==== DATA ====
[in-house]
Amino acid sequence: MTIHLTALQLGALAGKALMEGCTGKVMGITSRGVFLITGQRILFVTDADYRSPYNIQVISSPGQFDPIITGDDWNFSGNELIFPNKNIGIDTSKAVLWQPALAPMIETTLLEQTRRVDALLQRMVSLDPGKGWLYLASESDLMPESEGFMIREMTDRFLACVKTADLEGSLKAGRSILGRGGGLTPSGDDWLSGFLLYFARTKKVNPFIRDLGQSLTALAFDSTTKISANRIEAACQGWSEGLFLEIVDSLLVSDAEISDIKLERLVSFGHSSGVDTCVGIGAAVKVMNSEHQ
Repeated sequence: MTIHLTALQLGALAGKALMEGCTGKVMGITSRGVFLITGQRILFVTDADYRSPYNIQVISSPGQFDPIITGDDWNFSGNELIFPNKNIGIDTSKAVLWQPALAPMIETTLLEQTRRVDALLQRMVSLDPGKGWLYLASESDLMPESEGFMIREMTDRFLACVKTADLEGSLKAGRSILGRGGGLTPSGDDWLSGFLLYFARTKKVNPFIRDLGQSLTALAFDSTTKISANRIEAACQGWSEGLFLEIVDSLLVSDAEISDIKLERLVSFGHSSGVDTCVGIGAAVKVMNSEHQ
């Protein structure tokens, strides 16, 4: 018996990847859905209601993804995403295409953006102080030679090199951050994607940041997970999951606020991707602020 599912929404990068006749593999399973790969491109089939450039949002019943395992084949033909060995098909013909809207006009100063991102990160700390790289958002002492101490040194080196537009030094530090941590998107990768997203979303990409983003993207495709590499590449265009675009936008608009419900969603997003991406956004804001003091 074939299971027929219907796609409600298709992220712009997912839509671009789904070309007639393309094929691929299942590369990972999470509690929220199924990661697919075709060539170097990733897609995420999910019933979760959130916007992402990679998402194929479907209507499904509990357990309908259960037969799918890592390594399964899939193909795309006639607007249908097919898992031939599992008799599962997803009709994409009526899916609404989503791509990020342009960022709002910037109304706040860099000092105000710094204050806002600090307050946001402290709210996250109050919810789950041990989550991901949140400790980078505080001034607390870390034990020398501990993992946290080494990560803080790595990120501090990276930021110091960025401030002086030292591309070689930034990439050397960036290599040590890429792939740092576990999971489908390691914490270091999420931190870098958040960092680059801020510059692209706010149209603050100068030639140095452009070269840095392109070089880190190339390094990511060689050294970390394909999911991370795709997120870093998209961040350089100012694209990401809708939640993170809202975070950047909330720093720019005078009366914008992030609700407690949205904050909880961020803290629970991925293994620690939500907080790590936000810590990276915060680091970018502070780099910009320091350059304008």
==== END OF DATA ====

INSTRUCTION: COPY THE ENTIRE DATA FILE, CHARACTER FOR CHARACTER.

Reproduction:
[in-house]
Amino acid sequence: MTIHLTALQLGALAGKALMEGCTGKVMGITSRGVFLITGQRILFVTDADYRSPYNIQVISSPGQFDPIITGDDWNFSGNELIFPNKNIGIDTSKAVLWQPALAPMIETTLLEQTRRVDALLQRMVSLDPGKGWLYLASESDLMPESEGFMIREMTDRFLACVKTADLEGSLKAGRSILGRGGGLTPSGDDWLSGFLLYFARTKKVNPFIRDLGQSLTALAFDSTTKISANRIEAACQGWSEGLFLEIVDSLLVSDAEISDIKLERLVSFGHSSGVDTCVGIGAAVKVMNSEHQ
Repeated sequence: MTIHLTALQLGALAGKALMEGCTGKVMGITSRGVFLITGQRILFVTDADYRSPYNIQVISSPGQFDPIITGDDWNFSGNELIFPNKNIGIDTSKAVLWQPALAPMIETTLLEQTRRVDALLQRMVSLDPGKGWLYLASESDLMPESEGFMIREMTDRFLACVKTADLEGSLKAGRSILGRGGGLTPSGDDWLSGFLLYFARTKKVNPFIRDLGQSLTALAFDSTTKISANRIEAACQGWSEGLFLEIVDSLLVSDAEISDIKLERLVSFGHSSGVDTCVGIGAAVKVMNSEHQ
């Protein structure tokens, strides 16, 4: 018996990847859905209601993804995403295409953006102080030679090199951050994607940041997970999951606020991707602020 599912929404990068006749593999399973790969491109089939450039949002019943395992084949033909060995098909013909809207006009100063991102990160700390790289958002002492101490040194080196537009030094530090941590998107990768997203979303990409983003993207495709590499590449265009675009936008608009419900969603997003991406956004804001003091 074939299971027929219907796609409600298709992220712009997912839509671009789904070309007639393309094929691929299942590369990972999470509690929220199924990661697919075709060539170097990733897609995420999910019933979760959130916007992402990679998402194929479907209507499904509990357990309908259960037969799918890592390594399964899939193909795309006639607007249908097919898992031939599992008799599962997803009709994409009526899916609404989503791509990020342009960022709002910037109304706040860099000092105000710094204050806002600090307050946001402290709210996250109050919810789950041990989550991901949140400790980078505080001034607390870390034990020398501990993992946290080494990560803080790595990120501090990276930021110091960025401030002086030292591309070689930034990439050397960036290599040590890429792939740092576990999971489908390691914490270091999420931190870098958040960092680059801020510059692209706010149209603050100068030639140095452009070269840095392109070089880190190339390094990511060689050294970390394909999911991370795709997120870093998209961040350089100012694209990401809708939640993170809202975070950047909330720093720019005078009366914008992030609700407690949205904050909880961020803290629970991925293994620690939500907080790590936000810590990276915060680091970018502070780099910009320091350059304008």